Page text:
Conversations about the religious and spiritual life on the other side of fundamentalism
323:  Making Money for Jesus:  The LDS Church’s Untaxed Wealth:  Mark Barnes

323: Making Money for Jesus: The LDS Church’s Untaxed Wealth: Mark Barnes

“When Jesus said, “Do not lay up for yourselves treasures on earth” (Matthew 6:19), the term “lay-up” did not simply speak of having possessions, but of your possessions having you. “Lay up” could be better translated “hoard” or “stockpile.” – Greg Laurie

Theologically what are we to make of a church that religiously taxes its adherents, demands their labour for a lay clergy and then banks its money only to watch it accrue? 

Is it justifiable?
Most actively participating and paying Mormons won’t question it.  They’ll call it good stewardship and an indication of the care with which the LDS Church Corporations treat its donor revenue.    For others, including my guest, Salt Lake City tax attorney Mark Barnes, there are more than legal reasons to question the LDS church’s outsized fortune.    

Photo Credit | Sling@Flickr


  1. Chad Dawson

    Excellent discussion. One clarification of an item you discussed. The church has offered a bit of an explanation of how the LightTheWorld funds are used. The FAQ site states:
    “100 percent of your donation will be used either for the purchased item, similar items, or services of greater need as determined by the applicable charitable organization. To ensure this, administrative costs for this campaign and costs associated with its nonprofit partners are covered by The Church of Jesus Christ of Latter-day Saints.”
    By this I am interpreting that the money gets donated to charitable organizations to use as they see fit. This is probably the only practical way to handle donations since the logistics of figuring out how many goats, chickens, pairs of socks, etc… are needed ahead of time would be daunting.

    Still, I agree with Mark that the donation process is intentionally misleading. You are led to believe you are buying a specific item for a person in need when in actuality your money is just being passed to another charitable organization to do their work as they see fit. You’re not really donating a goat or whatever. You’re donating money to a non-LDS charity that you could donate to without the church serving as a middleman.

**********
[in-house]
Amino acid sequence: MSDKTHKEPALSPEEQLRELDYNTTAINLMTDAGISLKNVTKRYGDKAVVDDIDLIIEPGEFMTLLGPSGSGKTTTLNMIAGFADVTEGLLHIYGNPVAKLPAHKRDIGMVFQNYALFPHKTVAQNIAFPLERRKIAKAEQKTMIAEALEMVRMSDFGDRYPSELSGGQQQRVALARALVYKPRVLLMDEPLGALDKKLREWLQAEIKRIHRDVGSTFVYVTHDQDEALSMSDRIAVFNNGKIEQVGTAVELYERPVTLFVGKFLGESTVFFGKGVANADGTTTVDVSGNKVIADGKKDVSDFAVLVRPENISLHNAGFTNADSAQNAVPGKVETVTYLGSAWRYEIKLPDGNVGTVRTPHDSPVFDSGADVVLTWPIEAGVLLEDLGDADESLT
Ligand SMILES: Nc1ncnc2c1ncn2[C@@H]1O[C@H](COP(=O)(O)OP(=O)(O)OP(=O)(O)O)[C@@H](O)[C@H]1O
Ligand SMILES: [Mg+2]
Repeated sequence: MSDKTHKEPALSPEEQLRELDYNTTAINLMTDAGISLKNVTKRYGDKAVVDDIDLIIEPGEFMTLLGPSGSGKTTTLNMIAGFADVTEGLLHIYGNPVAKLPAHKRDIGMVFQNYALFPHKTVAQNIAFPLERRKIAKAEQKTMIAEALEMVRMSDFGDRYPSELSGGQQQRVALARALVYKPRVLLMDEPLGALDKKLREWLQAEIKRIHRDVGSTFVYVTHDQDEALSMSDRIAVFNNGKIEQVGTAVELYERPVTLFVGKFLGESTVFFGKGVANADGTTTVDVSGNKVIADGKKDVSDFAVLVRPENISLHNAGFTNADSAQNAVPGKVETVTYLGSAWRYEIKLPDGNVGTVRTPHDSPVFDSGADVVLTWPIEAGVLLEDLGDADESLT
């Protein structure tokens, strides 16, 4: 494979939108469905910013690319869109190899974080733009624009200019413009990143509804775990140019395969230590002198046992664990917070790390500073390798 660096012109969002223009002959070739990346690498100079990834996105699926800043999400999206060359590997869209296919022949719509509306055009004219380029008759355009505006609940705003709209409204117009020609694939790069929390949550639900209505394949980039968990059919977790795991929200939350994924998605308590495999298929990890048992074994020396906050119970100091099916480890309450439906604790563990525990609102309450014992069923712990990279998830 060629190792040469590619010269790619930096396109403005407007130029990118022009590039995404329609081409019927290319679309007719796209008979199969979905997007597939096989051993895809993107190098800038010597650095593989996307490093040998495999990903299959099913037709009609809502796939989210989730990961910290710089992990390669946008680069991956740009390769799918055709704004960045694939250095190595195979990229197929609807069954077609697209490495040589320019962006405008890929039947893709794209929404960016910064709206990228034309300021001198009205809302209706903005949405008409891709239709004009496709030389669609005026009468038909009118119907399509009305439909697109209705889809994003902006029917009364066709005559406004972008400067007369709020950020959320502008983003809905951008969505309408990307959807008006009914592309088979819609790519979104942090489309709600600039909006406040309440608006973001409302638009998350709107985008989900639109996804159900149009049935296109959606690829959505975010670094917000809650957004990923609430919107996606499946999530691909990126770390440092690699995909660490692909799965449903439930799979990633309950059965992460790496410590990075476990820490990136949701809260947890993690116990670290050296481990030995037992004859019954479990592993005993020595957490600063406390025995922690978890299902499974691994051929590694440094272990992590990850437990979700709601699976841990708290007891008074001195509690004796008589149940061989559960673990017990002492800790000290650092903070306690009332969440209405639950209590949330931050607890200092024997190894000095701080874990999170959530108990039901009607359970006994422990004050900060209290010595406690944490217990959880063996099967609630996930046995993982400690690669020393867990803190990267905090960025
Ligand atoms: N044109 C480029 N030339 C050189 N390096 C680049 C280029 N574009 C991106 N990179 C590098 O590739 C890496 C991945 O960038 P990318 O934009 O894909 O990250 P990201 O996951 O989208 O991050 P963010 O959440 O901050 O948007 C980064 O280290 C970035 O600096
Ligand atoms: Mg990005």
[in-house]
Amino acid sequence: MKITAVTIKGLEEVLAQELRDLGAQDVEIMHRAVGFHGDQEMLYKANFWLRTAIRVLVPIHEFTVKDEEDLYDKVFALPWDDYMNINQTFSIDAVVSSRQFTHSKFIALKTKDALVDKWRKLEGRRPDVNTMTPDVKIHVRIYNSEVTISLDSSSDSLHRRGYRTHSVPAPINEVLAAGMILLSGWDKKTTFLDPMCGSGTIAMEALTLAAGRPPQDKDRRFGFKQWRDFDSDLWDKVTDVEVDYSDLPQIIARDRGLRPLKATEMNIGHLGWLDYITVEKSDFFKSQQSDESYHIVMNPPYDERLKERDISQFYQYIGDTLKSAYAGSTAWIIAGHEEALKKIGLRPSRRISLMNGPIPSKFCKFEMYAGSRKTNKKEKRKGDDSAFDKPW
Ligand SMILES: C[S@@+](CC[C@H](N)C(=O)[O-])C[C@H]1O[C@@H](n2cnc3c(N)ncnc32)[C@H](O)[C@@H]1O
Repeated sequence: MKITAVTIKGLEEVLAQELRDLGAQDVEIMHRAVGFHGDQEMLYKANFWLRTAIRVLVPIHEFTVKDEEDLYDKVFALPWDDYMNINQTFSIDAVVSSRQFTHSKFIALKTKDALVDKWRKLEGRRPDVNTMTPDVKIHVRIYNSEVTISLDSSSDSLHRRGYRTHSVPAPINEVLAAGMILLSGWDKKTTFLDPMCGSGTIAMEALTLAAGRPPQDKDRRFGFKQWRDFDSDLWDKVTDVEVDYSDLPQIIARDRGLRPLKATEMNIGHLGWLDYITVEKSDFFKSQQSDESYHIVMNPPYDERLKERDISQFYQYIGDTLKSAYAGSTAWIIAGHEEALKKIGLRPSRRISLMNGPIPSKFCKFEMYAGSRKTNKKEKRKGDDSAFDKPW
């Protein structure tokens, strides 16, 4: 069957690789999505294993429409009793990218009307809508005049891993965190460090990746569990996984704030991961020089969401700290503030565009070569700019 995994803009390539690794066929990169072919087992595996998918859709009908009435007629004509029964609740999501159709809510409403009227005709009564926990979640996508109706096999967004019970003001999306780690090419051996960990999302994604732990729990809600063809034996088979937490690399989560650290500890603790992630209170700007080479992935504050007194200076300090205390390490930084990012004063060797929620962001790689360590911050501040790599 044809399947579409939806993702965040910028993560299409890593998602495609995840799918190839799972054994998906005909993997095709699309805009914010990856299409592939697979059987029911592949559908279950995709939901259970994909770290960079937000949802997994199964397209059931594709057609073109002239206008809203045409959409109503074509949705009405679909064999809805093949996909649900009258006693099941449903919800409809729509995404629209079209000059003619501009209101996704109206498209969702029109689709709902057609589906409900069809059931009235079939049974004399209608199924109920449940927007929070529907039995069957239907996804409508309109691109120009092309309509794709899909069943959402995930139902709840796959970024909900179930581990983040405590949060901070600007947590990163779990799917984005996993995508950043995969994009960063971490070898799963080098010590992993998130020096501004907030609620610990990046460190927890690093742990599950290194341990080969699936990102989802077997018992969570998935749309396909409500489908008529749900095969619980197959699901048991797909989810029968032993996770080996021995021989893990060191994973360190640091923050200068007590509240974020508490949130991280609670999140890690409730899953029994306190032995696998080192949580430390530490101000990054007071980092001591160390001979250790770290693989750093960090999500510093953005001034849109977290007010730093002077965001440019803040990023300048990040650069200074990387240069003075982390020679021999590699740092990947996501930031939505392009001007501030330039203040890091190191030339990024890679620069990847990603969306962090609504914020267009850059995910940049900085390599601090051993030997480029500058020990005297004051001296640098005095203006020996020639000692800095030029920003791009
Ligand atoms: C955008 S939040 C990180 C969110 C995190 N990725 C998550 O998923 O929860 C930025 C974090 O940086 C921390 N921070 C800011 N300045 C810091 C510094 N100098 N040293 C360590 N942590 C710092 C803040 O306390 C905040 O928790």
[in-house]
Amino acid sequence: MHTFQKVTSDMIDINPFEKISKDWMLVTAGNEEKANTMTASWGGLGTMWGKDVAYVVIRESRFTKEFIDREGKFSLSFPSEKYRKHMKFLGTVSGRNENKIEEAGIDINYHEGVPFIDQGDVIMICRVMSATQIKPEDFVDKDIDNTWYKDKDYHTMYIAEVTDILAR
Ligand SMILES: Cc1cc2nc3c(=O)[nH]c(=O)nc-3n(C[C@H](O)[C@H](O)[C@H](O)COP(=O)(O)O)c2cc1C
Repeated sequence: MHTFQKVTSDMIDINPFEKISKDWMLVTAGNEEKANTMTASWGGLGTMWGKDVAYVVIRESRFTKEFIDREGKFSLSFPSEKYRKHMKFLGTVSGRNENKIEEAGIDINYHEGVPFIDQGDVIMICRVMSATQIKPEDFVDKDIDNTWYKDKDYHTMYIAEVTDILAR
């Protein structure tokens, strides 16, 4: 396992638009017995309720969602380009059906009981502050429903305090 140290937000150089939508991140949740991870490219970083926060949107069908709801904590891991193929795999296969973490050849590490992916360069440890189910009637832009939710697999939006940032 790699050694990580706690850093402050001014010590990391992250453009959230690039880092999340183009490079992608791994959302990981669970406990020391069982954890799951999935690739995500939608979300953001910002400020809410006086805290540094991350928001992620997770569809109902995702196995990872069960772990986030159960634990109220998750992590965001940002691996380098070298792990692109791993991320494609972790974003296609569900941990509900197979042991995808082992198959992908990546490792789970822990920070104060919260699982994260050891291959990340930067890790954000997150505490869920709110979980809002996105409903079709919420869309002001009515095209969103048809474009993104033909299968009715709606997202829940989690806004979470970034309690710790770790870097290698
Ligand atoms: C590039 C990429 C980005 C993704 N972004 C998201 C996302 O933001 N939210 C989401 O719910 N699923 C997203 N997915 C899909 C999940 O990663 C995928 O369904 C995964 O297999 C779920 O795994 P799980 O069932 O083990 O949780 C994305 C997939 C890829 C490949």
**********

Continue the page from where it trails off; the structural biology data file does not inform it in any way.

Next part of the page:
Annoying as this is, I would be able to overlook it as just a catchy, but effective marketing gimmick if it wasn’t for the fact that the church has so much money it could make these donations itself without batting an eyelash. (The church reports $6M was raised by the 2019 campaign. In round figures, the church makes about $1M/hour interest on the EPA fund.)

    The only conclusion I can make is that LightTheWorld is purely a PR ploy and the church has little or no interest in actually performing charitable work.

    1. Gina Colvin

      Thanks for this clarification Chad. Yes, I agree, it seems well-intentioned but it’s misleading. My conclusion would be similar. It seems rather disinterested in ensuring that a need is met.

      1. Chad Dawson

        And just to pile on a little further, The church has an army of 60+ thousand missionaries around the world that could be doing all kinds of amazing things. When most churches mention missionary work, they mean doing something tangible for someone in need, particularly for disadvantaged people in poor countries.

        LDS missionaries are limited in the number of service hours they can do and (in my area at least) they spend most of their time walking circles around the neighborhood looking for something to do. Imagine the good that could be done if LDS missionaries spent 50% of their time in actual charitable activities.

        The financial situation shows that the church is sitting idly on a pile of money. The missionary situation is not too different. The missionary force is a tremendous human resource, but it is accomplishing so much less than it’s potential.

      2. J

        Gina, thank you for the podcast. In talking with my daughter who still has a tbm husband…she wondered if you could address do you eadeal with a husband who still tithes…your feelings? She struggles.

  2. David

    I think I’ll tide on my surplus now which was only $900. Still I tithed $1500 in order to feel a bit more generous, whereas before I was tithing full Net. Expenses have gone up and I have less to offer and give.

    Surplus Tithing = (Net Incomes – Basic Living Expenses) x 10%
    Basic Living Expenses = Budget for Food, Transportation, Housing)

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